Hello everyone and welcome to Some Like It Scott's latest limited series: Nolan Countdown. Each week in the lead up to Christopher Nolan's latest film, Tenet, the two Scotts and countdown special guest, Jay Habib, will be working their way through Christopher Nolan's full filmography in chronologica
Publish Date: May 17, 2020
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Hello everyone and welcome to Some Like It Scott's latest limited series: Nolan Countdown. Each week in the lead up to Christopher Nolan's latest film, Tenet, the two Scotts and countdown special guest, Jay Habib, will be working their way through Christopher Nolan's full filmography in chronological order, starting from his humble beginnings making "budget" films like Following and Memento, all the way to his most recent days making mega-blockbusters like his Dark Knight trilogy, Inception, Interstellar, and Dunkirk. This time, Jay Habib has actually seen these films (quite a few of them, quite a few times actually), but there will be fresh takes, crazy theories, and deep conversations about one of the most interesting auteur filmmakers of this generation all along the way. Join us each week!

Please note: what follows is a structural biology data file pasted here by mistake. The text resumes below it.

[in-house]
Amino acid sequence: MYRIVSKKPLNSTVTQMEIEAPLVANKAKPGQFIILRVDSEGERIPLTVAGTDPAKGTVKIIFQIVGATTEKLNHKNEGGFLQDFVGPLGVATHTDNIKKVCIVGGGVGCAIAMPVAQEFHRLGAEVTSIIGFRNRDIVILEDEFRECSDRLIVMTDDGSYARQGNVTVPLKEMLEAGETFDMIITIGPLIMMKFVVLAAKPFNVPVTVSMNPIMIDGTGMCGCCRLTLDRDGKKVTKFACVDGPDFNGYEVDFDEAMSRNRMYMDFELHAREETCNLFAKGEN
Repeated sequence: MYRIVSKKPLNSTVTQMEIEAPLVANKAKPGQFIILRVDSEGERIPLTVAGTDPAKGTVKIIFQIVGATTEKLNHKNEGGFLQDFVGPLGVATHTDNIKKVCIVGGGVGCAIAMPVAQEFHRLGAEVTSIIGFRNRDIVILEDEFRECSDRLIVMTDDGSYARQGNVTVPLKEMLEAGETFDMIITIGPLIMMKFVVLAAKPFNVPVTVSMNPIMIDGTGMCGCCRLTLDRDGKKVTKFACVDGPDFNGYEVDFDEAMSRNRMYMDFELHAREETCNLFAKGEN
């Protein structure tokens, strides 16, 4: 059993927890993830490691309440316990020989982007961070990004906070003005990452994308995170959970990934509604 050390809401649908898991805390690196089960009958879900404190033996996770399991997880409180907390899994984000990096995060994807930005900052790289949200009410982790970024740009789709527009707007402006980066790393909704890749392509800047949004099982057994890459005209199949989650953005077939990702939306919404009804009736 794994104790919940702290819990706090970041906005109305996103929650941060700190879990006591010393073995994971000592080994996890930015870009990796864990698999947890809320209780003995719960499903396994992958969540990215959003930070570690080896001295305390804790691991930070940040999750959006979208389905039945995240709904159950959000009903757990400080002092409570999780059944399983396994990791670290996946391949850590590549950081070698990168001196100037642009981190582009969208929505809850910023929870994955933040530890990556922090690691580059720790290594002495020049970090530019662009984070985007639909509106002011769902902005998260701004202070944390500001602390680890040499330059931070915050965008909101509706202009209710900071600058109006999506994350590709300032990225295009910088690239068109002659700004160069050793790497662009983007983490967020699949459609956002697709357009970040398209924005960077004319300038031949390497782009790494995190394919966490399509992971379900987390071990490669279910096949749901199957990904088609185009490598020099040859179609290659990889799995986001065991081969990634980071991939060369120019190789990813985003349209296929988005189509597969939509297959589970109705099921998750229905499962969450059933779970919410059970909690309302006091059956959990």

On part 2 of the countdown, Scott, Scott, and Jay revisit (or in one Scott's case, visit for the first time) the film that put Christopher Nolan well and truly on the map as a director: Memento. Released two years after his debut outing, Memento shows Nolan in a slightly more refined light, telling the neo-noir psychological thriller story of Guy Pearce's Leonard, a man who has anterograde amnesia (a.k.a., short-term memory loss) and is unable to form any new memories after the traumatic head injury he received while trying to fend off several home intruders, who ultimately rape and murder his wife. After the loss of his wife and his short-term memory, Leonard devotes his life to finding the man responsible, the ambiguous "John G", and tracks his own progress by leaving reminders and notes to himself in the form of tattoos and scraps of paper. Memento is more than just your run-of-the-mill psychological thriller though, as Nolan chooses to tell the story in the form of two dueling narratives: a black-and-white one that progresses forward through time from the start of the film and one in color that moves backward from its end, ultimately meeting in the middle for a well and truly grand finale. The countdown trio give their detailed thoughts on Guy Pearce's lead performance, the morally ambiguous characters Nolan crafts, and how well Nolan's storytelling and themes actually hold up when all is said and done.